Friday, February 13, 2009

Forgiveness and Irony

This essay in City Journal by Roger Scruton ambitiously attempts to right the course of civilization. But first we need to accept that the good guys have deviated in some fatal way.

The jihadist with a Western passport is a troubling development in the United States, the U.K., and continental Europe. Here we were, undertaking to impart the triumphs of our inclusive style all over the world, and beneficiaries of that style are talking about destroying it. It's not limited to religious fundamentalism. The malaise is more pervasive. Children are shooting up their schools all the time now. "Ideas of liberty, equality, or historical right have no influence on their thinking," writes Scruton. So it's no use picking a bone with them, since they haven't yet articulated an itinerary beyond mayhem.

The "evildoers" are not Scruton's target. He diagnoses a "culture of repudiation," widespread in our polis and abetted by multiculturalism. According to Scruton, the West has lost its mission civilisatrice and is foundering in a relativistic swamp. This generation has shucked the obligations of "citizenship," and we're well on our way to a moribund society, dangerously open to violent extremists.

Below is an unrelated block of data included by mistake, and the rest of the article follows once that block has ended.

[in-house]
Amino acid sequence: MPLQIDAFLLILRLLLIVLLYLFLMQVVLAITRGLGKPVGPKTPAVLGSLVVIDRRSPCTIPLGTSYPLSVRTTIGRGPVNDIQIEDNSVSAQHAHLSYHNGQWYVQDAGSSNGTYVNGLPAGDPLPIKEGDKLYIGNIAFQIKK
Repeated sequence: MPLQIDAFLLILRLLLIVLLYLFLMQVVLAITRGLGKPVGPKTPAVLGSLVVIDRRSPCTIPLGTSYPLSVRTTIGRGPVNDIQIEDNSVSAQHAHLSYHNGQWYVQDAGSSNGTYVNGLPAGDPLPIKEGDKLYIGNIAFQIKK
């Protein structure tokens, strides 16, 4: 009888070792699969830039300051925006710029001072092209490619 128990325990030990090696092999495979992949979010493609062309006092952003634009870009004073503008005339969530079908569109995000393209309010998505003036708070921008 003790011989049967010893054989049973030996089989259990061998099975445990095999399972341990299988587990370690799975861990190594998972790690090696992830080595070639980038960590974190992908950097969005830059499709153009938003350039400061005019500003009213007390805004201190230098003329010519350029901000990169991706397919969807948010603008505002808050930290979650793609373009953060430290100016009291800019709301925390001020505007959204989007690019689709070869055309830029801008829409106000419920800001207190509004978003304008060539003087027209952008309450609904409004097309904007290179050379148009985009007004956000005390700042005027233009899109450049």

I don't think anyone has to choose between multiculturalism and forgiveness. Scruton's disavowal of multiculturalism contains a repudiation of tolerance, which is the greatest weapon the West has. As I argued in my Huntington critique, a society need not march in lockstep to be powerful--quite the contrary.

This is why Scruton signals a crisis. He thinks we've fallen out of touch with our roles as citizens. But this is a natural development in a democracy: we can't be great citizens if everyone agrees that we're great citizens. Revolt and patricide are also important ingredients. Not to mention hesitation and empathy. All this makes us better defended against terror, not worse.

The Judeo-Christian"forgiveness" that Scruton calls for is really just multiculturalism in action, or what I prefer to call toleration. He fails to see the key irony of this policy: that it is a weapon in an asymmetrical cultural war. We tolerate creationists because to censor them would only strengthen them. We have faith in the free exchange of ideas.

Scruton's call to better citizenship is laudable, but he opposes multiculturalism for the wrong reasons. (Here are some better reasons).